In this regard, Norton asserted that on-the-ground outlets like Kawsachun News should be replicated in different countries for reporting national and local level news. He also commended Orinoco Tribune for bringing much-needed news from Venezuela in English, as there exists an extreme deficit of information on and from Venezuela in the US. “Grassroots funding and popular support can counter the corporate and big donor funding of corporate media,” he emphasized.
One of the main areas of coordination which Rodríguez-Espinoza stressed is the use of certain keywords and key phrases and maintaining consistency across different outlets, without anyone imposing any viewpoint on anyone else, in the style of old-school radio stations and newsrooms that used to have charts displaying words and phrases that should be used consistently. In this regard, Camila Escalante remarked that “this is an issue that we are revisiting in a sense,” referring to the April 12 ALBA-TCP meeting of High-Level Authorities on the Communication and Information Area that focused on coordination among ALBA member states for a shared communication policy. She also gave a glimpse into the operations at Kawsachun to explain how the radio station works to broadcast events in real-time, “something that was missing during the 2019 coup in Bolivia.”
“Each worker of Kawsachun is a correspondent,” she continued, detailing that the members of the radio station do on-the-ground reporting of events taking place in various parts of the country, and also interview those involved in social movements and unions. Being a community radio station managed by the unions of Cochabamba, Kawsachun Coca has a massive reach and has become the most popular outlet in Bolivia at present. In contrast, in late 2019, as the coup was unfolding, although many small media platforms were trying to circulate news from the ground, they were so region-specific that their efforts went mostly in vain, and people searching for real news could not find those outlets on the web. Therefore, Escalante suggested, alternative media organizations should not constrain themselves within the boundaries of the internet but should also try to have presence in other forms of communication, like the radio. “We need to boost the presence of alternative outlets all over Latin America so that people looking for news would not have to go to outlets receiving funding from NGOs which in turn receive their funding from the US State Department,” she emphasized.
In addition to the issue raised by Camila Escalante, Ben Norton emphasized the importance of rooting independent journalism in grassroots movements and of thinking about what the constituencies and audiences are for independent media outlets rooted in a social and political movements, like the case of Orinoco Tribune which is based in the Chavista tradition. In Norton’s words, the idea behind the creation of The Grayzone was also politically motivated: “The Grayzone is part of the idea, a project to develop an anti-imperialist left in the United States.” This has not been an easy task, for Norton’s outlet has suffered constant smears and attacks which have not been directed towards their actual reporting—they have never had to retract any of their articles—but of a political nature, or against the political viewpoints of the members of the outlet.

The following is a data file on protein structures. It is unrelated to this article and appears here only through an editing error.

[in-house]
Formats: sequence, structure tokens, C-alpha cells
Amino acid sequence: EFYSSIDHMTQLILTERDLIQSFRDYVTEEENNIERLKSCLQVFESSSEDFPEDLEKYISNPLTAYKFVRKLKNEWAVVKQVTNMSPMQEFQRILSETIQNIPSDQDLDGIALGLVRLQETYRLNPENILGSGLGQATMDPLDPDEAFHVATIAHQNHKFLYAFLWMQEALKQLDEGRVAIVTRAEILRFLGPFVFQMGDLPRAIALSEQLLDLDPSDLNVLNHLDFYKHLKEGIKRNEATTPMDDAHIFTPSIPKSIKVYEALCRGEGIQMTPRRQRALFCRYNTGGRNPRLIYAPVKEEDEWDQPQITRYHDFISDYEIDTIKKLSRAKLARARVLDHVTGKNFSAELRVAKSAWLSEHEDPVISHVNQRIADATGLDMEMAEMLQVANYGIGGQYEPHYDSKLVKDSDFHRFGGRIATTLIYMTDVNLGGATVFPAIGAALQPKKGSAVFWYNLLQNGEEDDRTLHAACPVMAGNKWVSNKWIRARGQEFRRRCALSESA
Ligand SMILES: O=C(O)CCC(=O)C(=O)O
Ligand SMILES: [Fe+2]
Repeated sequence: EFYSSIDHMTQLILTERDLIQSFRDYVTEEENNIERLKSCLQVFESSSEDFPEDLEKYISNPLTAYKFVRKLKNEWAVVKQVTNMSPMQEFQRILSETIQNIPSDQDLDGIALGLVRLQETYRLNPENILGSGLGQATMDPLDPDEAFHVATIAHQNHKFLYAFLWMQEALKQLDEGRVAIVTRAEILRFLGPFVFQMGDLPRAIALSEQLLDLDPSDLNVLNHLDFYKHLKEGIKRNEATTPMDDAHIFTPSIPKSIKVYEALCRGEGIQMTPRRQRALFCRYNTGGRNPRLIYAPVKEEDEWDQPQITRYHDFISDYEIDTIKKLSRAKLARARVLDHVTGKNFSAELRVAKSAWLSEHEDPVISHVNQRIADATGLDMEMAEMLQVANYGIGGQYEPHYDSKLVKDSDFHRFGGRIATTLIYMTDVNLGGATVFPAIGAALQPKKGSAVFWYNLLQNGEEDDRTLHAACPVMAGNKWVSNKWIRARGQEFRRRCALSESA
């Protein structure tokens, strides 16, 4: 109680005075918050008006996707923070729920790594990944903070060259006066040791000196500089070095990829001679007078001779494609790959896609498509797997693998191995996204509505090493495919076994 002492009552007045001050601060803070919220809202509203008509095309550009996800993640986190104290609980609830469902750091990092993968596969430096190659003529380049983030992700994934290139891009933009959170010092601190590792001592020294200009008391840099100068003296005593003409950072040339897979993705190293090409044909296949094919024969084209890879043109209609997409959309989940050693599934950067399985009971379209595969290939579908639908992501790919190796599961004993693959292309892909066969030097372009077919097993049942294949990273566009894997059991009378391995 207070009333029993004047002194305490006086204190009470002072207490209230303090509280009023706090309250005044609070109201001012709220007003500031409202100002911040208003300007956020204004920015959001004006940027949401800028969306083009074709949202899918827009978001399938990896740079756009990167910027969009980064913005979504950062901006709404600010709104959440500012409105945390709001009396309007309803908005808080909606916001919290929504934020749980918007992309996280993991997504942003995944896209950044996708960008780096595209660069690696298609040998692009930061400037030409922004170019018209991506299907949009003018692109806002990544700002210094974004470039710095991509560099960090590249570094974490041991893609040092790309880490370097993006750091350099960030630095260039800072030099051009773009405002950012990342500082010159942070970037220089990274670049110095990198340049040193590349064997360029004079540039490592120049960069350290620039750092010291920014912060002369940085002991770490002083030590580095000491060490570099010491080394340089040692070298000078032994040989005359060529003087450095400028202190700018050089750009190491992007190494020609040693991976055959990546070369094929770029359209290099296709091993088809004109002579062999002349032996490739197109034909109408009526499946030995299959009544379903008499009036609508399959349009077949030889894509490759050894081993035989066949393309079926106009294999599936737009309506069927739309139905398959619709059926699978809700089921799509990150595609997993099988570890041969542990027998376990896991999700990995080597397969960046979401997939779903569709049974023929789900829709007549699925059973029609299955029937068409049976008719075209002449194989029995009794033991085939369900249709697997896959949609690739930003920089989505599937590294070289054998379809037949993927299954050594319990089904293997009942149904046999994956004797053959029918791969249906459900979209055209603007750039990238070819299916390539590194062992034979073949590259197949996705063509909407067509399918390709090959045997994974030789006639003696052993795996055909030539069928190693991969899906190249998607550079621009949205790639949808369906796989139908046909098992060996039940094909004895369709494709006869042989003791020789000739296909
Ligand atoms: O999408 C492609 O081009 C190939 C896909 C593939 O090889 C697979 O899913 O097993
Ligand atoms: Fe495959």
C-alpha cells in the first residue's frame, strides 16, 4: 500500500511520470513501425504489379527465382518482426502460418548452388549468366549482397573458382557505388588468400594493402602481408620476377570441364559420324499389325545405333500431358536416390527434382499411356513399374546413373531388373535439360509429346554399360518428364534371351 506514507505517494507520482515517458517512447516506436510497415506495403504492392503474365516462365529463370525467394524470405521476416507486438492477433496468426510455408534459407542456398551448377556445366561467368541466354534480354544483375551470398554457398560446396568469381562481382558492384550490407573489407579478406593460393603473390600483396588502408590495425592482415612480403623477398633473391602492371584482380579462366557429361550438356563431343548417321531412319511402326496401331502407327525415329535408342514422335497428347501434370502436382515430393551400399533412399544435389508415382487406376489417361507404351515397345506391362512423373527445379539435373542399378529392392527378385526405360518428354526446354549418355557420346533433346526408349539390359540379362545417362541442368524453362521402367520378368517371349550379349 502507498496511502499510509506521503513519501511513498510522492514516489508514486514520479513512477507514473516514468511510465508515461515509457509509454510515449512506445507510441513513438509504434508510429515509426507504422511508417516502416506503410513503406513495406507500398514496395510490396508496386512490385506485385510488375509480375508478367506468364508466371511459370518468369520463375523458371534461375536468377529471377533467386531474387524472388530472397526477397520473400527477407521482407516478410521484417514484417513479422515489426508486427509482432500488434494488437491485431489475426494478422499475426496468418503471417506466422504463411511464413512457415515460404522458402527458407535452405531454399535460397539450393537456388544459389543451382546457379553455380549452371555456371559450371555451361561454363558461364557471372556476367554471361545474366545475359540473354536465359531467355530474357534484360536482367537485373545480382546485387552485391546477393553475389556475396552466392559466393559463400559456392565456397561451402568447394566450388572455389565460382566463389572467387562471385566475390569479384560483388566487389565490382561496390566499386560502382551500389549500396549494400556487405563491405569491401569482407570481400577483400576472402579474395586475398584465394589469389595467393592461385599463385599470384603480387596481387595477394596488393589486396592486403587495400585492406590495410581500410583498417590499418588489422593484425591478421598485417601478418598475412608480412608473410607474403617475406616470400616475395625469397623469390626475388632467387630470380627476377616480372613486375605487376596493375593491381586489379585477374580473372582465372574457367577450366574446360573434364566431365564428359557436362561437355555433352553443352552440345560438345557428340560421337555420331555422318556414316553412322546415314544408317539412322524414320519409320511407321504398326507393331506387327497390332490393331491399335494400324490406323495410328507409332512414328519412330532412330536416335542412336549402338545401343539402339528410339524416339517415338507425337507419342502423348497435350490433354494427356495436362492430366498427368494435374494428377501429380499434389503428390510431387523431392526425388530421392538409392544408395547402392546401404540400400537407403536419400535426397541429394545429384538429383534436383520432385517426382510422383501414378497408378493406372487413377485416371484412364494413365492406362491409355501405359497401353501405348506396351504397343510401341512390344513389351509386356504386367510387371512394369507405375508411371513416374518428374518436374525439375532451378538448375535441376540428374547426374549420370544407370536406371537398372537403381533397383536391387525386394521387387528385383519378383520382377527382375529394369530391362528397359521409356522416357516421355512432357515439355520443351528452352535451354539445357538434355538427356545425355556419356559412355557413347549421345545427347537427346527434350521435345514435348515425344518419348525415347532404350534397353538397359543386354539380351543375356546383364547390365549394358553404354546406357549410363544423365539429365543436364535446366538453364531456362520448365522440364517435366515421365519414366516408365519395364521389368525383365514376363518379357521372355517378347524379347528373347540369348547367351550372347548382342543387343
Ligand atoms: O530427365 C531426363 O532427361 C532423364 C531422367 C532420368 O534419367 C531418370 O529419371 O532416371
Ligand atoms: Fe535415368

Another important aspect brought up by Norton was the issue of fundraising. Although The Grayzone has had success with the use of Patreon, Norton remarked, “I don’t think this is necessarily a long-term solution,” thus it is important to look for other forms of crowdsourcing so as not to depend on Patreon or Paypal or similar funding mechanisms. This is particularly necessary taking into consideration the blockades and sanctions that Venezuela and many other countries face. According to Norton, although the main aim of economic blockades is to carry out regime change in sanctioned countires, its has another goal also—to create what is refered to as “electronic apartheid” or an “electronic iron curtain,” so as to smother the voices of the sanctioned nations.
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In the ambit of cooperation, the Orinoco Tribune editor highlighted the need for a common response to the censorship that alternative media outlets encounter both through social media algorithms and in terms of search engine optimization (SEO) in web traffic. In this regard, he suggested that members of alternative outlets could help one another with whatever technological skill each possesses. In this sense, he considers it important that there should be cooperation and solidarity beyond competition among independent media outlets. “Of course, competition is not a bad thing per se,” commented Rodríguez-Espinoza, but one must be careful not to fall for “the negative side of competition.” Instead, he suggested that such outlets should develop tools or ways to work together and move forward on a common ground, with a common approach.
This led to the last point to be discussed in the webinar—the issue of ideological perspectives. “The most complicated part of coordination is to be ideologically aligned,” stated Rodríguez-Espinoza, adding that there should be a minimal consensus in certain basic concepts for leftist media outlets, such as anti-imperialism and aligning with working class causes. According to him, there will always be ideological differences over how to advance towards socialism, but finding common ground amongst independent media outlets is important to reach common goals. For this reason, it is necessary to allow the ideological debates to remain open. For Orinoco Tribune, defense of Venezuela and Chavismo as well as anti-imperialism and socialism are fundamental pillars, but none of the outlets in a cooperation platform should impose its editorial line on others, stressed Rodríguez.